PEOs have added approximately 100,000 worksite employees a year for the past 30 years, according to the association. Analysts and industry insiders believe that adoption rate will increase because of a law that took effect in 2016 granting federal recognition to PEOs for the first time. That recognition could compound growth coming from small- and midsize employers who began using PEOs to deal with changes brought on by the Affordable Care Act and COBRA.
PEOs such as ADP TotalSource use standardized processes, cloud-based technology platforms and economies of scale to sell smaller employers better recruiting tools and benefits than they could buy on their own. That allows customers to compete with bigger businesses for top job candidates.
Black, who started in HR outsourcing 20 years ago, said, by taking over transactional processes, PEOs also help company owners or HR directors spend more time making HR a “strategy workhorse.”
—Michelle V. Rafter
RPOs are moving beyond mainstays such as sourcing, recruiting and onboarding to provide services such as employer branding and workforce analytics, Gurchensky said. “RPO has been a huge market,” she said.
Some are focusing on specific industries. Last November, health care staffing company Supplemental Health Care spun off its RPO business under its own name, Clinical Magnet, to compete in a blossoming health care RPO market. Clinical Magnet works with small and large health systems to fill the gamut of staff positions from neonatal registered nurses and physical therapists to clinical department desk jobs. Like a lot of RPOs, Clinical Magnet uses technology such as candidate relationship management, mobile apps and text messages to connect with potential candidates months in advance of having openings to fill.
In 2015, the company used those methods to find and hire a clinical staff of nearly 450 people for a health care system in the south central United States that was opening two hospitals. Clinical Magnet President Travis Furlow estimates the team dedicated to the project connected with up to 10 times that number of candidates between April and September, when the facilities opened.
Like many other RPO project teams, most of Clinical Magnet’s recruiters work remotely on what Furlow calls a virtual delivery basis, which is becoming more common in the industry. “There’s a deeper comfort with productivity with virtual workforces” than in previous years, he said. “And not everyone can afford to have that many people sitting on-site.”
As with benefits outsourcing, RPO is mature in some industries but gaining momentum in others, including health care. With nursing shortages predicted to get worse in coming years, that uptick should continue for the foreseeable future. “RPO can do really good things for early adopters, and that’s where I see health care systems now,” Furlow said.
The multiprocess human resources outsourcing business never made it to the $4.3 billion mark that industry analysts predicted a decade ago, in part because of the difficulties companies encountered turning over multiple processes to a third party. Software as a service also put a damper on multiprocess once companies needing to upgrade legacy on-premise systems chose SaaS over outsourcing. The problems and changing technology led return on investment to fall short of expectations for both companies and vendors. In the past few years, that caused a parade of outsourcers to pare down what they offer or simply exit the business.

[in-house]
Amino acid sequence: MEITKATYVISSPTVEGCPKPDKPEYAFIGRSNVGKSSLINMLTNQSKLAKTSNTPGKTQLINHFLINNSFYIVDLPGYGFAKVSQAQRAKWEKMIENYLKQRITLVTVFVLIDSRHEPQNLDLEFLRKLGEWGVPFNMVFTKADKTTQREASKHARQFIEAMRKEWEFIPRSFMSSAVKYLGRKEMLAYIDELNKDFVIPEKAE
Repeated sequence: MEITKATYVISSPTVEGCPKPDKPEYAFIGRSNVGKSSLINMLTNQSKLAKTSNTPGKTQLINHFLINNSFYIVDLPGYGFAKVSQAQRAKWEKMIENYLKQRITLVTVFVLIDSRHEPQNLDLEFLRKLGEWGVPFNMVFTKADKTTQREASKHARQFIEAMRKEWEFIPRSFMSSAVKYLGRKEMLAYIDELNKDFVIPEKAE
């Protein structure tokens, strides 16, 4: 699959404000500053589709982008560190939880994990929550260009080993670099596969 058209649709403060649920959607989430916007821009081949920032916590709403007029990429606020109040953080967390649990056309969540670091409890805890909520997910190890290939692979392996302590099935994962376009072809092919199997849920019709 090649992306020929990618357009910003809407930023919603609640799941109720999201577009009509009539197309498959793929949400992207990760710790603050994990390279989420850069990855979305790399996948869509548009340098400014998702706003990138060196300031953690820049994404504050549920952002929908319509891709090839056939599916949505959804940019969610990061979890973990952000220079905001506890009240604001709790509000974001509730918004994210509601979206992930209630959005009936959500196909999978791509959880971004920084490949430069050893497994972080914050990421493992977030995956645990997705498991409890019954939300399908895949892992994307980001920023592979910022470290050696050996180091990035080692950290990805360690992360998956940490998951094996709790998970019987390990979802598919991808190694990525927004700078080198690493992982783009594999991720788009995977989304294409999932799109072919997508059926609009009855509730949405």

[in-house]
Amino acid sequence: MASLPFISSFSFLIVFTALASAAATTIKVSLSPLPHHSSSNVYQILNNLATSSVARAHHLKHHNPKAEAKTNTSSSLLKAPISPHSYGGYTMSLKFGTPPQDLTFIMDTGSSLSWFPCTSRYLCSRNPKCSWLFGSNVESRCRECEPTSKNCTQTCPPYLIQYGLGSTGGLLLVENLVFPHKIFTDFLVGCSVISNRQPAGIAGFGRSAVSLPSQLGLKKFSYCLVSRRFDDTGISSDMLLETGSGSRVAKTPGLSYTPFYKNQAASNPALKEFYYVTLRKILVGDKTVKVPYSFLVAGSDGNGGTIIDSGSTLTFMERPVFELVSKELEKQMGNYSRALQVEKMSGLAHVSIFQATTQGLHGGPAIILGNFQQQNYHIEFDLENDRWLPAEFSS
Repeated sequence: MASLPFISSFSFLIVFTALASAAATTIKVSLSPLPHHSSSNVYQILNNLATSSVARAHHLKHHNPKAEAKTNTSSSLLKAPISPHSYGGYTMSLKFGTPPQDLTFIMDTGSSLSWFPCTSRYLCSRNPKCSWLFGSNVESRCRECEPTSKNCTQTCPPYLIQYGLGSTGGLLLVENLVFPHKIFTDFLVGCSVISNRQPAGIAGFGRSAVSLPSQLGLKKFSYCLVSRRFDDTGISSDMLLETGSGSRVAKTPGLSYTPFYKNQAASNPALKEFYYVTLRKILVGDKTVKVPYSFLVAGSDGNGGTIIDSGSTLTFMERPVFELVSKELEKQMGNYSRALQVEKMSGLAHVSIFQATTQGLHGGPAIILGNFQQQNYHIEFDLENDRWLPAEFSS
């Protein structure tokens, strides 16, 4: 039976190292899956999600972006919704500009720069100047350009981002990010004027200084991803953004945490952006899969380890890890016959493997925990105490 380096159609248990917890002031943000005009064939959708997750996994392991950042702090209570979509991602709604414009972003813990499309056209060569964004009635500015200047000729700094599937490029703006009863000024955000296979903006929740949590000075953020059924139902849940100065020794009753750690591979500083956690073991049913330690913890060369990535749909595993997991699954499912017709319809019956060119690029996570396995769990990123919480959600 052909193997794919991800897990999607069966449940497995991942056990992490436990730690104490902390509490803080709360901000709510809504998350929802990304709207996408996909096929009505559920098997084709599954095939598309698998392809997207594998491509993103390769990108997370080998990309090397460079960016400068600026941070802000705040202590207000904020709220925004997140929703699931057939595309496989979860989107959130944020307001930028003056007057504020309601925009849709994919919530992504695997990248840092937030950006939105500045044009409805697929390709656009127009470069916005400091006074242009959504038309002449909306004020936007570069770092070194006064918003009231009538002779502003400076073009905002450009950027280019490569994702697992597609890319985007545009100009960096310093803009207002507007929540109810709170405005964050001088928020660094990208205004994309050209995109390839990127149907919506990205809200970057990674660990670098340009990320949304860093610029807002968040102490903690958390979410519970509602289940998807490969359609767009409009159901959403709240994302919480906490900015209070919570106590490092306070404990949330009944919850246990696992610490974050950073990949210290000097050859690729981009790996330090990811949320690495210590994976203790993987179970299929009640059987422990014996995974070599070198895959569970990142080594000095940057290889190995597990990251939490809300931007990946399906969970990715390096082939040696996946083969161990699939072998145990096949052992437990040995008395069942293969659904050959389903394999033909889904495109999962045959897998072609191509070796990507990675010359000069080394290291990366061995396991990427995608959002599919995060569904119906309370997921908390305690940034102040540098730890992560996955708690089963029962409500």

As recently as 2013 and 2014, cloud-based services for multiprocess HRO deals were not as big, but companies are starting to embrace it, Gurchensky said. Companies such as Aon Hewitt, IBM Corp., Xerox Corp., and cloud-native newcomers such as OneSource Virtual are moving clients to cloud-based platforms — either their own or systems offered by major vendors such as Oracle Corp., SAP and Workday.
In many cases, customers pick the SaaS platform and pay subscription fees directly. Multiprocess providers help customers implement, operate and maintain it on a consulting basis, and help with strategic planning. Different suppliers market their services under different names, giving rise to aforementioned acronyms like AMS, BPaaS and HRPaaS. A large hospital chain in Las Vegas, for example, hired Aon Hewitt just to implement a new SaaS system. The move took 12 months instead of the 18 months it previously would have taken to get a hosted system up and running, according to Jonathan Schembor, CEO of Aon Hewitt’s HR Services business.
For some vendors, offering services is a necessity, as “you put the cloud in the mix and their margins are put under pressure,” said Degnan Manning, the HR tech analyst and consultant at Eudemonia.
Indian outsourcers are still a factor but because they’re stronger in information technology outsourcing, more often than not they do multitower deals where multiple HR processes are bundled with information technology and other services, Gurchensky said.
Multiprocess outsourcers — Indian and otherwise — still rely on offshoring from the United States to cheaper labor markets, but the practice isn’t as controversial as it once was, Gurchensky and others said. In addition, U.S. outsourcers are more likely to practice “near shoring,” using facilities inside or closer to a customer’s corporate headquarters country to provide support at lower costs.
Gurchensky pegged the multiprocess market at a still-lucrative $3.6 billion in 2015 and looks for the market to maintain the 5 percent annual growth rate it has seen for the past few years. Midsize companies outsourcing HR and payroll bundles are helping push growth, she said. Aon Hewitt’s Schembor agrees that 2014 and 2015 saw companies starting to switch to SaaS, and 2016 and 2017 will see more of them adding services.
Part of that growth will come from vendors such as Workday and SAP that have built a solid business in their home continents and are beginning to expand to other regions, building out payroll, talent management and other offerings for multiple countries.